Our 2022/2023 Commitments
- Increase our reuse rate throughout the catering outlets
- Continue our disposable-cup free initiatives at Queen Mary and Pilkington
To maintain the following accreditations:
- Fairtrade Foundation University
- Food for Life Gold
- Marine Stewardship Council Award for Sustainable Fish
Awards & Accreditations
- An accredited Fairtrade University from 2011 and attaining Level 1 of the new Fairtrade University accreditation in 2022
- Since 2015 for all years but one we have achieved Food for Life Gold across all outlets and menus
- Since 2014 our outlets have only provided MSC certified fish meals.
- Multiple student projects have been commended at the Green Gown Awards in the Food & Drink Category.
- Click here to find out more about these achievements.
Sustainable Food Initiatives
The University is committed to using, selling and promoting Fairtrade products through all its outlets. Fairtrade is all about getting better and safe farming working conditions, and for us high quality, ethically produced products. Check out our dedicated Fairtrade Page to learn more, and get involved with our annual Fairtrade Fortnight event, illustrating the importance of treating farmers fairly.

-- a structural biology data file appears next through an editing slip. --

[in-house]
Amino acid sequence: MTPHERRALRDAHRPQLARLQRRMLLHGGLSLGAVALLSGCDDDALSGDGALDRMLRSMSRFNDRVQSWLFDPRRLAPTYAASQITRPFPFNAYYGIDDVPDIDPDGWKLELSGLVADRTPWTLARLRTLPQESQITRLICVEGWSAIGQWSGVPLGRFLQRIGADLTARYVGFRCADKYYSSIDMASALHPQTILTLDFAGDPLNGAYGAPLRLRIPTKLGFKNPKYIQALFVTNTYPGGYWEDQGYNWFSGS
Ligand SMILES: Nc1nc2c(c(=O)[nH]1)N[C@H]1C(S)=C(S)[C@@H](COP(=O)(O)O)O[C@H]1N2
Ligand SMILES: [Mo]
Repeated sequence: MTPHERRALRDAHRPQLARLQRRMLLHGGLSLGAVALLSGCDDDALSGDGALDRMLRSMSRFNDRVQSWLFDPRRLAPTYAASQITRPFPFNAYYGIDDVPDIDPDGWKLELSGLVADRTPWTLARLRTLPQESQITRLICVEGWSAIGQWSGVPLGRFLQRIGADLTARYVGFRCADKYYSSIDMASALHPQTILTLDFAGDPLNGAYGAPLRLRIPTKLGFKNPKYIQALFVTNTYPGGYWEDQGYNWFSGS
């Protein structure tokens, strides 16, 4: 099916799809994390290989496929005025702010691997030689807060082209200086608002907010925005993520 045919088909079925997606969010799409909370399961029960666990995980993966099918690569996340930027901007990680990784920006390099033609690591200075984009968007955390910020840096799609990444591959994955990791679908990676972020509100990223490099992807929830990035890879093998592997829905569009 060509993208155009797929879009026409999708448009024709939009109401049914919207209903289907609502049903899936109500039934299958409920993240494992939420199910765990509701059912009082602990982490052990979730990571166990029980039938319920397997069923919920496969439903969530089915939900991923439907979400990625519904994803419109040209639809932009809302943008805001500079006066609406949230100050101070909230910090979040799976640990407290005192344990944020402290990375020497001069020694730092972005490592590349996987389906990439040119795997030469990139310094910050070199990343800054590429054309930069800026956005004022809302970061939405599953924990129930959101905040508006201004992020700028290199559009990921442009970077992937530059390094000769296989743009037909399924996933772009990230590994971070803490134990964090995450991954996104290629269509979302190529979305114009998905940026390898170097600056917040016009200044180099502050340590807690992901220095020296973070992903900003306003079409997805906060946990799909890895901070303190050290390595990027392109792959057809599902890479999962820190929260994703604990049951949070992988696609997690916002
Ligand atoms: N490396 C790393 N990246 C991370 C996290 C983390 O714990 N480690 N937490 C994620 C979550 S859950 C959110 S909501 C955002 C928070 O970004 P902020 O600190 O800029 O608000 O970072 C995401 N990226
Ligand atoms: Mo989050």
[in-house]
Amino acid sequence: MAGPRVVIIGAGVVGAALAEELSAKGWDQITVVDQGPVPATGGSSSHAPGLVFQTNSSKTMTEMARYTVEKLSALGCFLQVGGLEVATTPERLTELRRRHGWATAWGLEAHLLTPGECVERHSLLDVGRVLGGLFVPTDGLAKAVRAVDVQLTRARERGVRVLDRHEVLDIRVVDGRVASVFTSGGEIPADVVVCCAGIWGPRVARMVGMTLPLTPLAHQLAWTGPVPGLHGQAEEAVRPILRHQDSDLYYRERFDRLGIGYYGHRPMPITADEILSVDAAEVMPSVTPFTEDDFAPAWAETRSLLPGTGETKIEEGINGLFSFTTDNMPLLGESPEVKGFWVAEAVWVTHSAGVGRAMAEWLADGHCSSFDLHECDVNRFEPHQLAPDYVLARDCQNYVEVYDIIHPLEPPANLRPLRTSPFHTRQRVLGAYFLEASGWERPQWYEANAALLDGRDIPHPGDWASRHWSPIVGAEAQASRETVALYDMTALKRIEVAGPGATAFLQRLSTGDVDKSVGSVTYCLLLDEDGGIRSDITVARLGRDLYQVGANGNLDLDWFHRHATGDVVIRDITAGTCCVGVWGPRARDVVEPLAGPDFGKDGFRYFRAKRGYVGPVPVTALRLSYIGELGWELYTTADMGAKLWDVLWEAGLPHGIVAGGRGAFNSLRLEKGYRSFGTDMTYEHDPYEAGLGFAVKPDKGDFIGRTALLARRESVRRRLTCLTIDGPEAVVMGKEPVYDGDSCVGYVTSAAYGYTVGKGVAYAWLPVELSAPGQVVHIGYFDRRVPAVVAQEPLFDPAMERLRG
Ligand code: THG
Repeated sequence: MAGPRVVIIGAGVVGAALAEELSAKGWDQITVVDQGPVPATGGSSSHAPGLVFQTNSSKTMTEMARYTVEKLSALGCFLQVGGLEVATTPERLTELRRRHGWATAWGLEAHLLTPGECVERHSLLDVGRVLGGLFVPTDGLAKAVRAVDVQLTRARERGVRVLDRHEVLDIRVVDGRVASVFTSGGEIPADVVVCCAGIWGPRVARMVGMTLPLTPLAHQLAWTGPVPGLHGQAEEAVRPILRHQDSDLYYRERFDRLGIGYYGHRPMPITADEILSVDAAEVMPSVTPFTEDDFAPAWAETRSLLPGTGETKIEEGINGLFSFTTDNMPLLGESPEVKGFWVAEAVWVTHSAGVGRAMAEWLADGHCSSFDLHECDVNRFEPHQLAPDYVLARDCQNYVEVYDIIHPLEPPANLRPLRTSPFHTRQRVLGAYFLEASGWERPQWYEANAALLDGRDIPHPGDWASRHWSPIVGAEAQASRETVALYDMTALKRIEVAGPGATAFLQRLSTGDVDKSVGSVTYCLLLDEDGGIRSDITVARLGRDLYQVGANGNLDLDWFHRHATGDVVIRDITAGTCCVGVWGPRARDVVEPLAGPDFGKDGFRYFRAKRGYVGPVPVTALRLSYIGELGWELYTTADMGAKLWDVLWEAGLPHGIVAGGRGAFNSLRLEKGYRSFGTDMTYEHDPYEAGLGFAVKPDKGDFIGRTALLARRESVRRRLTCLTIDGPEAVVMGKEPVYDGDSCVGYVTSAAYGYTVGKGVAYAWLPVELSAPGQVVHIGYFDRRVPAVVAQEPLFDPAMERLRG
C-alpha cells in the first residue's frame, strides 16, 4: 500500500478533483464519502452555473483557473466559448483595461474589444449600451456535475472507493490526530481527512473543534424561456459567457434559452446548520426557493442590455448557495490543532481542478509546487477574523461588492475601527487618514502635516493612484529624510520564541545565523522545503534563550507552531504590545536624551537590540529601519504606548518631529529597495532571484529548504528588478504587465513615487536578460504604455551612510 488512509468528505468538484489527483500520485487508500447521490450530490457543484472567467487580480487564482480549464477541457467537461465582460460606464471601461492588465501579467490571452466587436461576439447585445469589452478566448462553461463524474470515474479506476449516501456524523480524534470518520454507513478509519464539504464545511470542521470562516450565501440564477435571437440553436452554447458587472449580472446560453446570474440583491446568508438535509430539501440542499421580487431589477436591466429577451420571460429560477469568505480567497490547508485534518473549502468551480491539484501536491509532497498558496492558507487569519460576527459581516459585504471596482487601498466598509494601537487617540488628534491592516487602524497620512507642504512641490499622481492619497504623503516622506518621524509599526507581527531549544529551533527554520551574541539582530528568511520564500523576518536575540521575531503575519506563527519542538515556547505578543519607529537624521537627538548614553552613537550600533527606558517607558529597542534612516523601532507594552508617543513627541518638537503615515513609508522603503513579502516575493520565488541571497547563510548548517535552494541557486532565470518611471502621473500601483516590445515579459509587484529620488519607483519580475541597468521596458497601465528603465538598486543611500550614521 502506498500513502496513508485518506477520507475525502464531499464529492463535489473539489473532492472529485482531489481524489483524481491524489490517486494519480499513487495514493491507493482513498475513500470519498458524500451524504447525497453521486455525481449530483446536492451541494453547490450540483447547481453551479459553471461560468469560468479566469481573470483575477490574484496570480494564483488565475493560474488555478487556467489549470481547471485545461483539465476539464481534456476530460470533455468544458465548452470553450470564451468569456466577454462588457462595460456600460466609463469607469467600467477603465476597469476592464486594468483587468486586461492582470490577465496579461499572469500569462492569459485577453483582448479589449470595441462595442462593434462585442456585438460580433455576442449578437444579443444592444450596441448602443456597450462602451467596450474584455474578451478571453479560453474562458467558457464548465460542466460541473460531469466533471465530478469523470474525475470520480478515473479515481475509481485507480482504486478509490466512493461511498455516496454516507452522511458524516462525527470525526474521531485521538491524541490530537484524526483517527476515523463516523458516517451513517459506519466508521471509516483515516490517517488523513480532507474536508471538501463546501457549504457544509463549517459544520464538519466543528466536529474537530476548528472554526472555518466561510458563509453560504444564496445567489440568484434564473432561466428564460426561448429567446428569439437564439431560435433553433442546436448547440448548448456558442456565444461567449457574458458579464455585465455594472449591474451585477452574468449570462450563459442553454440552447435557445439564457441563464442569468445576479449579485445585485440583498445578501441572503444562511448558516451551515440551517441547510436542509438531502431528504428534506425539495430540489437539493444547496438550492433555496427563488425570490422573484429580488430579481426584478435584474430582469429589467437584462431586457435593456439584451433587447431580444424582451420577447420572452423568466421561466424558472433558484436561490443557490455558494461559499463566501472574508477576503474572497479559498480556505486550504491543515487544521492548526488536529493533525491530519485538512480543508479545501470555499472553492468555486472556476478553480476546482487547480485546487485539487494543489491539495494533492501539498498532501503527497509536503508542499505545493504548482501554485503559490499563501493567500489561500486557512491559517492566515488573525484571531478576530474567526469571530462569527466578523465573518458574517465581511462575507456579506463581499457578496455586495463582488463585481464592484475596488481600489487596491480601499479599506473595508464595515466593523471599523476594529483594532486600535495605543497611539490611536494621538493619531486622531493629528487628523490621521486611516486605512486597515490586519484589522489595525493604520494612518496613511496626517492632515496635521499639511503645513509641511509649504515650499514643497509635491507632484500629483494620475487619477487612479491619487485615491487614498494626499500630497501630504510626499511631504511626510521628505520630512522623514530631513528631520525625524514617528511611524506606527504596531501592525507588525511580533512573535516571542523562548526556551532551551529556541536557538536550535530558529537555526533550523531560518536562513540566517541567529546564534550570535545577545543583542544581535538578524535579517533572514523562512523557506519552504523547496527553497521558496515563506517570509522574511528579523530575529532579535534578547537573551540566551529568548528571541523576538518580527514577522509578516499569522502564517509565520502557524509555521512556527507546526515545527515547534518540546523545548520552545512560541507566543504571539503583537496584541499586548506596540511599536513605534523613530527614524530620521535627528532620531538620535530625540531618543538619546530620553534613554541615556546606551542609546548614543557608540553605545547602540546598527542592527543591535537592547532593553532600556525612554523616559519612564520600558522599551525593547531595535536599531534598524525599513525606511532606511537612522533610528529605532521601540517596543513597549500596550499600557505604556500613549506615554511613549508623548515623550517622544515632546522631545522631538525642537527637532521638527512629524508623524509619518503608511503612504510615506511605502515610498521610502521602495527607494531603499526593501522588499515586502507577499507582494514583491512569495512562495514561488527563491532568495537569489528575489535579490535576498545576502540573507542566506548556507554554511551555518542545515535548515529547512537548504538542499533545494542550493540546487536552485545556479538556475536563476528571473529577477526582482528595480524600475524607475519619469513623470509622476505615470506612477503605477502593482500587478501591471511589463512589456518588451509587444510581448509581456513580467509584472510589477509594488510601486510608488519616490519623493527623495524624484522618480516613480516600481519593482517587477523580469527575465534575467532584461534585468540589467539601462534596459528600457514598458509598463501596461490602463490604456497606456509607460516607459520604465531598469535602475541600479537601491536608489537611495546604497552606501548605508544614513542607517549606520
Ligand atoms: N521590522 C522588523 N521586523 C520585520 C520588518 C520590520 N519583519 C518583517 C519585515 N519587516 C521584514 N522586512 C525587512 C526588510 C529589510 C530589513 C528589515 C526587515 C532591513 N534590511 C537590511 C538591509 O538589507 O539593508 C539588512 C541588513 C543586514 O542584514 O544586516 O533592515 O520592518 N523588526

Our reusable cup sales have increased by 5% as of March 2020, but this still only accounts for 20% of all sales. Unfortunately, our reuse rate is only at 16% and therefore a tax is being implemented to try to increase it. Read more about it here.
Please remember to always bring your reusable cup. If you don’t have your own cup, do not worry, there is a variety to choose from at each outlet! Only £2.95. A couple of students also created an innovative idea, The Reuse Race in 2018, whereby the more sales in reusable cups, the bigger discounts for the collective.